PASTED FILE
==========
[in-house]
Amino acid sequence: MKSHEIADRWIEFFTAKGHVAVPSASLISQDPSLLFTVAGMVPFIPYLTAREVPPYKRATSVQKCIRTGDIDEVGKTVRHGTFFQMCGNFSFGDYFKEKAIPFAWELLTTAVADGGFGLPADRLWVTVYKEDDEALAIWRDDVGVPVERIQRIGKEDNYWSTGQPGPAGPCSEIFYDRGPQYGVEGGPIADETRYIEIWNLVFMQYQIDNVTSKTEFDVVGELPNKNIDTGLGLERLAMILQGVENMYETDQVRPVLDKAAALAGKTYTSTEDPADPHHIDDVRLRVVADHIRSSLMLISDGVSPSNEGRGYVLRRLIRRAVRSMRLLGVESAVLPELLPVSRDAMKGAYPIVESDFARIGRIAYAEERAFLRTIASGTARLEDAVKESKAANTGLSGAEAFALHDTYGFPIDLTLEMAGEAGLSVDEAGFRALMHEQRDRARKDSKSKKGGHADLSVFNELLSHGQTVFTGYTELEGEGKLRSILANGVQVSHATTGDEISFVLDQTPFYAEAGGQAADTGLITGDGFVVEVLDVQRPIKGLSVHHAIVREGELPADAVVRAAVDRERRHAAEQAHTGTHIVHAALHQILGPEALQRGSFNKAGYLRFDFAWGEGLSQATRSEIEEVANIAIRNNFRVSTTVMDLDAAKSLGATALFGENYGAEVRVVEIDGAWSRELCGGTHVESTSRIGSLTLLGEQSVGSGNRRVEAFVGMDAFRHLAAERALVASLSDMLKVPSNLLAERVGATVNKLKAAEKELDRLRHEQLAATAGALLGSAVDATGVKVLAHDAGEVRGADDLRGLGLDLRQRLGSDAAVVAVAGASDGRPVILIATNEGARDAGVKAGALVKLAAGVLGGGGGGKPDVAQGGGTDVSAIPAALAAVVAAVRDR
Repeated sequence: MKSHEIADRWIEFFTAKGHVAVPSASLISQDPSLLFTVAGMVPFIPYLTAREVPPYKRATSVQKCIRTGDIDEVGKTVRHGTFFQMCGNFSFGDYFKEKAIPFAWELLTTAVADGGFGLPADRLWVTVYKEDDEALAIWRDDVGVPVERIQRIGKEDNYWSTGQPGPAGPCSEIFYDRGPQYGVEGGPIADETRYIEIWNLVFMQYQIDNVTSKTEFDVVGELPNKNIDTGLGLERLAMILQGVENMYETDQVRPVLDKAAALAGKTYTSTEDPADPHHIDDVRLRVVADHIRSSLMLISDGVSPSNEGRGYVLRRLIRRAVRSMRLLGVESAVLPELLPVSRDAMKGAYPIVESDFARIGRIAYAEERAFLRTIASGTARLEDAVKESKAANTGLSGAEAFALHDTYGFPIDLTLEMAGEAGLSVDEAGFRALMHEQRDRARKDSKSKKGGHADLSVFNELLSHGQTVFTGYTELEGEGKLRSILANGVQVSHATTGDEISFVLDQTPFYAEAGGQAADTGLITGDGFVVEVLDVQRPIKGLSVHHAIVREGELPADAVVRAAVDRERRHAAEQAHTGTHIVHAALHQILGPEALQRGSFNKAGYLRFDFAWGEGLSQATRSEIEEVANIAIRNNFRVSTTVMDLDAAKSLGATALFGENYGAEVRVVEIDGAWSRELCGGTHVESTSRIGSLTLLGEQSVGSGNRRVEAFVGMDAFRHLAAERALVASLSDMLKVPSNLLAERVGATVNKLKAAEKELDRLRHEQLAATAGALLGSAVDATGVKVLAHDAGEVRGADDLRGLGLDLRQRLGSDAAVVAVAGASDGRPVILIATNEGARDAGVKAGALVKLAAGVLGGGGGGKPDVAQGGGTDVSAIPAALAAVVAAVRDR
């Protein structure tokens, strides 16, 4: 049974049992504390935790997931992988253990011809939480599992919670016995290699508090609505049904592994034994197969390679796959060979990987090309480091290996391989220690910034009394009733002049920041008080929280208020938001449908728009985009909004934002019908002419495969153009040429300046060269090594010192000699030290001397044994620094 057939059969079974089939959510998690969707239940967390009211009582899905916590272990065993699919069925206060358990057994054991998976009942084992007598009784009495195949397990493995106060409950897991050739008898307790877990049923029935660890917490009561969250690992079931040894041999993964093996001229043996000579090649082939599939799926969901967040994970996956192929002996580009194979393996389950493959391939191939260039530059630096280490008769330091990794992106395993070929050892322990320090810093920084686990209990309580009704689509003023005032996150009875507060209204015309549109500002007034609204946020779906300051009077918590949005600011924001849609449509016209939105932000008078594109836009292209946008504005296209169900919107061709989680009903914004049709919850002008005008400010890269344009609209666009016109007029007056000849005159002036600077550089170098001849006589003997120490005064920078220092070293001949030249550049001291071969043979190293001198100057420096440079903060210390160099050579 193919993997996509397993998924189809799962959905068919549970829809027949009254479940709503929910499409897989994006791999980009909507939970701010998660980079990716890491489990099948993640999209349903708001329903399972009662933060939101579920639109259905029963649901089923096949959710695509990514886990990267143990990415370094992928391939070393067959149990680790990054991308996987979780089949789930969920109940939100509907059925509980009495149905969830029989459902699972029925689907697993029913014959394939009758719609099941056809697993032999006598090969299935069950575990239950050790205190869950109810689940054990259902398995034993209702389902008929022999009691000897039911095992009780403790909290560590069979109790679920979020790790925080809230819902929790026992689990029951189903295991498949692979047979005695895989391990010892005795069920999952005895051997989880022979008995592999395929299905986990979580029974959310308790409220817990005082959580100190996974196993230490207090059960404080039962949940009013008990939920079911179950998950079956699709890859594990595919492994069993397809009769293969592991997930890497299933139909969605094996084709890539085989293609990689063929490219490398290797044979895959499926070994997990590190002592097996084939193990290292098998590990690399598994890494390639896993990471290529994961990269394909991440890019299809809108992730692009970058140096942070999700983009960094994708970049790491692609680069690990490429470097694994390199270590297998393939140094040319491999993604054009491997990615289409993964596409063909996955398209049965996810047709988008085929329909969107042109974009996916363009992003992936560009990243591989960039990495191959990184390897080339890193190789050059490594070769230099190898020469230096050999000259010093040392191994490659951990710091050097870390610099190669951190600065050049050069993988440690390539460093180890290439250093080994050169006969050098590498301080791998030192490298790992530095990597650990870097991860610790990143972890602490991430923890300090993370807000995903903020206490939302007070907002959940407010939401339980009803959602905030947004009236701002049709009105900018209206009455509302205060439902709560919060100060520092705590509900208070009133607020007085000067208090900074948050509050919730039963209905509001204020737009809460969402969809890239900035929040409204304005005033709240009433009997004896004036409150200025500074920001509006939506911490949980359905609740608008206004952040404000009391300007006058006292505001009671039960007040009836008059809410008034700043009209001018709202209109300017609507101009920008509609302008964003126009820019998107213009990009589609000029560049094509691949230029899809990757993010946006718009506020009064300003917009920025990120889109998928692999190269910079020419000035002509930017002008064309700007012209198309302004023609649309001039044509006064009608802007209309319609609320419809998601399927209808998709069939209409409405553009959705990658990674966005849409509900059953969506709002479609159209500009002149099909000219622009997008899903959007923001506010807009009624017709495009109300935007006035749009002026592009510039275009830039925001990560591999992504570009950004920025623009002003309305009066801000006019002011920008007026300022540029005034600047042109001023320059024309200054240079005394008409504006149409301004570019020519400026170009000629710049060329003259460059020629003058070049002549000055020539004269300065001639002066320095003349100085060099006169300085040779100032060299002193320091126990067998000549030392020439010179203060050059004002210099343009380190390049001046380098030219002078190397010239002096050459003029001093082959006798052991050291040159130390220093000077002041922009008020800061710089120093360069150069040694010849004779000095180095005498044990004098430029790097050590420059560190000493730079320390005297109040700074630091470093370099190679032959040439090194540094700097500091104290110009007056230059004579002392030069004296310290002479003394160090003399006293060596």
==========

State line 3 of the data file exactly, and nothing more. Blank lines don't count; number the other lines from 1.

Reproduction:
Repeated sequence: MKSHEIADRWIEFFTAKGHVAVPSASLISQDPSLLFTVAGMVPFIPYLTAREVPPYKRATSVQKCIRTGDIDEVGKTVRHGTFFQMCGNFSFGDYFKEKAIPFAWELLTTAVADGGFGLPADRLWVTVYKEDDEALAIWRDDVGVPVERIQRIGKEDNYWSTGQPGPAGPCSEIFYDRGPQYGVEGGPIADETRYIEIWNLVFMQYQIDNVTSKTEFDVVGELPNKNIDTGLGLERLAMILQGVENMYETDQVRPVLDKAAALAGKTYTSTEDPADPHHIDDVRLRVVADHIRSSLMLISDGVSPSNEGRGYVLRRLIRRAVRSMRLLGVESAVLPELLPVSRDAMKGAYPIVESDFARIGRIAYAEERAFLRTIASGTARLEDAVKESKAANTGLSGAEAFALHDTYGFPIDLTLEMAGEAGLSVDEAGFRALMHEQRDRARKDSKSKKGGHADLSVFNELLSHGQTVFTGYTELEGEGKLRSILANGVQVSHATTGDEISFVLDQTPFYAEAGGQAADTGLITGDGFVVEVLDVQRPIKGLSVHHAIVREGELPADAVVRAAVDRERRHAAEQAHTGTHIVHAALHQILGPEALQRGSFNKAGYLRFDFAWGEGLSQATRSEIEEVANIAIRNNFRVSTTVMDLDAAKSLGATALFGENYGAEVRVVEIDGAWSRELCGGTHVESTSRIGSLTLLGEQSVGSGNRRVEAFVGMDAFRHLAAERALVASLSDMLKVPSNLLAERVGATVNKLKAAEKELDRLRHEQLAATAGALLGSAVDATGVKVLAHDAGEVRGADDLRGLGLDLRQRLGSDAAVVAVAGASDGRPVILIATNEGARDAGVKAGALVKLAAGVLGGGGGGKPDVAQGGGTDVSAIPAALAAVVAAVRDR